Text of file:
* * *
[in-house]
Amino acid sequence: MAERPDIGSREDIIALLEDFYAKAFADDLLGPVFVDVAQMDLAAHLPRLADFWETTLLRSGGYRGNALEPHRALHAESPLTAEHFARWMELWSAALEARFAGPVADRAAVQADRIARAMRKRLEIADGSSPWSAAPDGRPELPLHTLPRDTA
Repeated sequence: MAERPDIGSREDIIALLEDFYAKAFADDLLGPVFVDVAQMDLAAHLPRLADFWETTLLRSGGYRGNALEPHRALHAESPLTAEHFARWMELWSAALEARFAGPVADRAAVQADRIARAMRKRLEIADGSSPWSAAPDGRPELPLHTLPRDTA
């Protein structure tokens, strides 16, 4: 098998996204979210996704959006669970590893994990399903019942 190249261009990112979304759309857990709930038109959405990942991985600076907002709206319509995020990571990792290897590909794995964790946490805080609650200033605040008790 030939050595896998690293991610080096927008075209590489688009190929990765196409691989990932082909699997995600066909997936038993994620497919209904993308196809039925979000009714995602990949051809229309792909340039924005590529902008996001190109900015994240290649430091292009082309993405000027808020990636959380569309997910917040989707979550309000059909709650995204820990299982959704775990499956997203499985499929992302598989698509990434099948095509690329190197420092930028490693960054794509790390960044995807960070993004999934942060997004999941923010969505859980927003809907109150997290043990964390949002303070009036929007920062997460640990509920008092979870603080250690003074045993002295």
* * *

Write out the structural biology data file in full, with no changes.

[in-house]
Amino acid sequence: MAERPDIGSREDIIALLEDFYAKAFADDLLGPVFVDVAQMDLAAHLPRLADFWETTLLRSGGYRGNALEPHRALHAESPLTAEHFARWMELWSAALEARFAGPVADRAAVQADRIARAMRKRLEIADGSSPWSAAPDGRPELPLHTLPRDTA
Repeated sequence: MAERPDIGSREDIIALLEDFYAKAFADDLLGPVFVDVAQMDLAAHLPRLADFWETTLLRSGGYRGNALEPHRALHAESPLTAEHFARWMELWSAALEARFAGPVADRAAVQADRIARAMRKRLEIADGSSPWSAAPDGRPELPLHTLPRDTA
């Protein structure tokens, strides 16, 4: 098998996204979210996704959006669970590893994990399903019942 190249261009990112979304759309857990709930038109959405990942991985600076907002709206319509995020990571990792290897590909794995964790946490805080609650200033605040008790 030939050595896998690293991610080096927008075209590489688009190929990765196409691989990932082909699997995600066909997936038993994620497919209904993308196809039925979000009714995602990949051809229309792909340039924005590529902008996001190109900015994240290649430091292009082309993405000027808020990636959380569309997910917040989707979550309000059909709650995204820990299982959704775990499956997203499985499929992302598989698509990434099948095509690329190197420092930028490693960054794509790390960044995807960070993004999934942060997004999941923010969505859980927003809907109150997290043990964390949002303070009036929007920062997460640990509920008092979870603080250690003074045993002295």